It is notable that the increase in RSNA to air-jet stress in WKYpch1.0 was as large as that in SHRSP (see Fig. 2). This result implies that a gene or genes located in the QTL region on chromosome 1 exerted a major effect on the sympathetic reactivity. As WKYpch1.0 showed an exaggerated RSNA reactivity comparable with that in SHRSP, despite its normal blood pressure, this strain may be a useful model for the study of reactivity of the sympathetic nervous system without regard to secondary effects of blood pressure.
Accumulating evidence has established that the brain RAS plays an important role in the control of cardiovascular functions (22, 29), including stress-induced cardiovascular responses (13). The subfornical organ, paraventricular nucleus, and rostral ventrolateral medulla are proposed to take part in the emotional pressor circuit using ANG II as a major neurotransmitter (13). We observed a greater effect of an ANG II type I receptor blocker in the congenic rat, attenuating the pressor response to air-jet stress (see Fig. 3). This observation implied that the exaggerated stress response in the congenic rat was at least partly mediated by the brain RAS. Therefore, we speculate that the brain RAS contributes to the sympathetic hyperreactivity to the stress in this congenic rat.
Careful discussion is, however, necessary on the relationship between 'hypertension' genes and the exaggerated sympathetic response observed in the present study. A previous study demonstrated a small but significant elevation in blood pressure in WKYpch1.0 when compared with WKY (2), whereas another report could not replicate the significant difference in blood pressure between the congenic rat and WKY at the baseline (3). Thus it remains still controversial whether this congenic rat had an elevated blood pressure under a resting condition. In the present study, blood pressure, as well as HR, of WKYpch1.0 was not significantly different from that of WKY. In addition, the decrease in MAP by the ganglionic blockade was comparable between the two strains. These observations suggested that the sympathetic and cardiovascular hyperactivities in the resting condition were not obvious in the congenic rat. The discrepant results for the blood pressure among studies may be due to differences in experimental conditions such as the different methods used in blood pressure measurement and influence of the surgery. In any case, it appears that the increase of blood pressure in WKYpch1.0 was quite small if any. As a reciprocal congenic strain for the same QTL showed a large decrease in blood pressure (11), the effect of the QTL on blood pressure seems dependent on the genetic background of rats. This is quite a contrast to the air-jet stress-induced increase in the RSNA, which was as large in WKYpch1.0 as in SHRSP (Fig. 2). These results might suggest that a gene (or genes) in the chromosome 1 QTL had a major influence on the stress-induced activation of RSNA, although synergistic effects of other genetic factors were necessary to cause an evident increase in blood pressure. Another interpretation that should be considered is that a gene regulating RSNA was different from that responsible for high blood pressure. The QTL region isolated in the congenic strain was still quite large. It harbors hundreds of genes, and it is sometimes quite difficult to show that one of them is responsible for high blood pressure (5). The subcongenic rats with a narrower segment of the QTL would help to identify candidate genes.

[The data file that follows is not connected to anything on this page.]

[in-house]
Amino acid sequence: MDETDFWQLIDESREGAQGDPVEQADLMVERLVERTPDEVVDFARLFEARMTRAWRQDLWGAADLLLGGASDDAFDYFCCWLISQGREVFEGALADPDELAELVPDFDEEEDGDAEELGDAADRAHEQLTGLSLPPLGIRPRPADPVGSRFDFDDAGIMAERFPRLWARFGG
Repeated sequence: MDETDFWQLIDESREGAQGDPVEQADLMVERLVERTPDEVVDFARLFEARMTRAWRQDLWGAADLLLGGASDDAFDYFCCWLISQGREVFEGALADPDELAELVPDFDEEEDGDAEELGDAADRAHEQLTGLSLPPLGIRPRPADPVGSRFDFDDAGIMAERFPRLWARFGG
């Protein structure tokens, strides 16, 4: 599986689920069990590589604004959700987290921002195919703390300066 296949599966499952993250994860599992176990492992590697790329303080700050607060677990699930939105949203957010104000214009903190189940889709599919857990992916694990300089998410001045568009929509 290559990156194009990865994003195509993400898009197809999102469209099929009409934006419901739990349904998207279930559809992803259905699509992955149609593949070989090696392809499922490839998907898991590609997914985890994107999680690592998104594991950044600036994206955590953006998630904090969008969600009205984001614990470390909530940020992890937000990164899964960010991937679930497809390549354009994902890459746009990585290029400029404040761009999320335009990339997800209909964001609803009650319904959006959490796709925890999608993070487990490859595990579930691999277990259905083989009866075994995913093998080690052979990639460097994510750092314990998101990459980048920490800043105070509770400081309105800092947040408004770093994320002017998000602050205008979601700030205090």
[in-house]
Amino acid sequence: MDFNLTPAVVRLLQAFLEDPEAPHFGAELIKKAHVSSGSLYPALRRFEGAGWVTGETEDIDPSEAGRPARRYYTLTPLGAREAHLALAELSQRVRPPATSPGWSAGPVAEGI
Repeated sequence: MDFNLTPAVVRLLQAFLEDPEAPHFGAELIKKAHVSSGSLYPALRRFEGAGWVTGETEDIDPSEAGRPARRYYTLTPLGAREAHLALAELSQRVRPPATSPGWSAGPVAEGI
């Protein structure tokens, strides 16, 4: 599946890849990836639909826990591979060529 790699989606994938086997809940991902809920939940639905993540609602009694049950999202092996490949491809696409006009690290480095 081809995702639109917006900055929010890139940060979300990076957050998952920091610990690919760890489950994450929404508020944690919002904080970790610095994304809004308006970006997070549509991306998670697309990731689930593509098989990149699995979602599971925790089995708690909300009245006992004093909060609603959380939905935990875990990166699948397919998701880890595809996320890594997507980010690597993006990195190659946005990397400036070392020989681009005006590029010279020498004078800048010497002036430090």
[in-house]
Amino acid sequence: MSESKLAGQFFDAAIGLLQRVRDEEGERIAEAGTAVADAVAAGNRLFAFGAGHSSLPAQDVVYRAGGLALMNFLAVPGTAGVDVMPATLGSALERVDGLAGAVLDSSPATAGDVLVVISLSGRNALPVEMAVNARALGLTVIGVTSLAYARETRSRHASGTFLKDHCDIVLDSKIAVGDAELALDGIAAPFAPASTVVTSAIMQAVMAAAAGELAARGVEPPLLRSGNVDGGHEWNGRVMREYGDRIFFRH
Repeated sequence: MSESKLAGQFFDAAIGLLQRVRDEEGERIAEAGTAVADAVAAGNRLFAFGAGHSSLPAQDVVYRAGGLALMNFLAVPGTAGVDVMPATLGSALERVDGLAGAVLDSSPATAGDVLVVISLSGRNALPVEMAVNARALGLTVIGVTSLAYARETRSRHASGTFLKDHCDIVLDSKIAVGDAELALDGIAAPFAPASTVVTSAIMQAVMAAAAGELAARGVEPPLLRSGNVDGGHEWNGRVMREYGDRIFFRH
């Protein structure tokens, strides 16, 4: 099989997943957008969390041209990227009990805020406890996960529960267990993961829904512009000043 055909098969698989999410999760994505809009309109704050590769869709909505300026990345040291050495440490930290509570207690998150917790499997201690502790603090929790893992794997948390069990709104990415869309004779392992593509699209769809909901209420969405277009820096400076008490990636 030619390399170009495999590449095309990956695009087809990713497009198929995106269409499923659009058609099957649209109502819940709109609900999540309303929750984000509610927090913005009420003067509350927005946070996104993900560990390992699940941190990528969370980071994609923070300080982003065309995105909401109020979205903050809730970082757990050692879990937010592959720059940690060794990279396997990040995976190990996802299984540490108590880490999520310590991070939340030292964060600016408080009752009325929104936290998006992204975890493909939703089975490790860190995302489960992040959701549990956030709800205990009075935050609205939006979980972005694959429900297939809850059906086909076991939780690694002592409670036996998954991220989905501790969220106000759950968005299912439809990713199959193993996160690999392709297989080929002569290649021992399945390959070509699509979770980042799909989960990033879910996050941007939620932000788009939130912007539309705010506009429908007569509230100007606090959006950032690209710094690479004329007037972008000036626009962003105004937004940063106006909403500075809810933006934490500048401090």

There is some limitation to interpreting the RSNA data in the present study. Because we observed the sympathetic nerve activity under conscious condition, it is unable to remove artifacts due to motion and electromyogram from RSNA entirely. It is also unable to control a startle motion in response to air-jet stress, which might cause the artifacts on RSNA. We did not observe a noticeable difference in the motion artifact between WKY and WKYpch1.0 during air-jet stress. However, SHRSP might have more motion artifacts than the other two strains. This strain-specific difference in the artifact due to startle motion might influence the RSNA results. However, we believe that we could minimize these influences by excluding the data, which contained large-motion artifacts, from the analyses.
In summary, an air-jet stress caused greater increase in RSNA, as well as MAP in the congenic rat for the QTL on chromosome 1. In addition, injection of an ANG II type 1 receptor blocker elicited a greater attenuation of the pressor response to air-jet stress in the congenic rat. These results suggest that the blood pressure QTL on chromosome 1 harbored a gene or genes influencing the sympathetic hyperreactivity to the environmental stress, which caused exaggerated cardiovascular response. Contribution of the brain RAS to the exaggerated response was suggested. This congenic rat may be a good model for stress-induced hypertension, which has been described in humans as well (18).
This study was supported by a research grant from the Ministry of Education, Culture, Sports, Science and Technology, Japan.
This study was presented at the 58th Annual Fall Conference and Scientific Sessions of the Council for High Blood Pressure Research in Chicago.
The costs of publication of this article were defrayed in part by the payment of page charges. The article must therefore be hereby marked “advertisement” in accordance with 18 U.S.C. Section 1734 solely to indicate this fact.